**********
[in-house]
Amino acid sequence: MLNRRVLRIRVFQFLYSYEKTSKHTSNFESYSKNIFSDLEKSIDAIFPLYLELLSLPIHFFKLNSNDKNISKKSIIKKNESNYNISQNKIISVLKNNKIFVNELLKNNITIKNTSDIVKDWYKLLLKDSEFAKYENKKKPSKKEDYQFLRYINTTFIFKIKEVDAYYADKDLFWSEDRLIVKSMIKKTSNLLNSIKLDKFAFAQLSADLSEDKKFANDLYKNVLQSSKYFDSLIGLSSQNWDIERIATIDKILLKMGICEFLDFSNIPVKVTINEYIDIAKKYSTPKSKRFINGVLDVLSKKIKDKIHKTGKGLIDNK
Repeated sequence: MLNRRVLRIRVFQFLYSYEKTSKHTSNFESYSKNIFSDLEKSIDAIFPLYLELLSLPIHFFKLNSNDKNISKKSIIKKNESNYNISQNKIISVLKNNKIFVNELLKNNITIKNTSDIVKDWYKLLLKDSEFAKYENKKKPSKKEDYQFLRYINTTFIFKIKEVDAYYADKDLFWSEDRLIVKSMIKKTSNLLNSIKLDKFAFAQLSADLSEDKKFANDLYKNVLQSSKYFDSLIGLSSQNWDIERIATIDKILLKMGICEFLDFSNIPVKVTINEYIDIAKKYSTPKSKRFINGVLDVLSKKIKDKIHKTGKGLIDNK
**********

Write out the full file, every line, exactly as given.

[in-house]
Amino acid sequence: MLNRRVLRIRVFQFLYSYEKTSKHTSNFESYSKNIFSDLEKSIDAIFPLYLELLSLPIHFFKLNSNDKNISKKSIIKKNESNYNISQNKIISVLKNNKIFVNELLKNNITIKNTSDIVKDWYKLLLKDSEFAKYENKKKPSKKEDYQFLRYINTTFIFKIKEVDAYYADKDLFWSEDRLIVKSMIKKTSNLLNSIKLDKFAFAQLSADLSEDKKFANDLYKNVLQSSKYFDSLIGLSSQNWDIERIATIDKILLKMGICEFLDFSNIPVKVTINEYIDIAKKYSTPKSKRFINGVLDVLSKKIKDKIHKTGKGLIDNK
Repeated sequence: MLNRRVLRIRVFQFLYSYEKTSKHTSNFESYSKNIFSDLEKSIDAIFPLYLELLSLPIHFFKLNSNDKNISKKSIIKKNESNYNISQNKIISVLKNNKIFVNELLKNNITIKNTSDIVKDWYKLLLKDSEFAKYENKKKPSKKEDYQFLRYINTTFIFKIKEVDAYYADKDLFWSEDRLIVKSMIKKTSNLLNSIKLDKFAFAQLSADLSEDKKFANDLYKNVLQSSKYFDSLIGLSSQNWDIERIATIDKILLKMGICEFLDFSNIPVKVTINEYIDIAKKYSTPKSKRFINGVLDVLSKKIKDKIHKTGKGLIDNK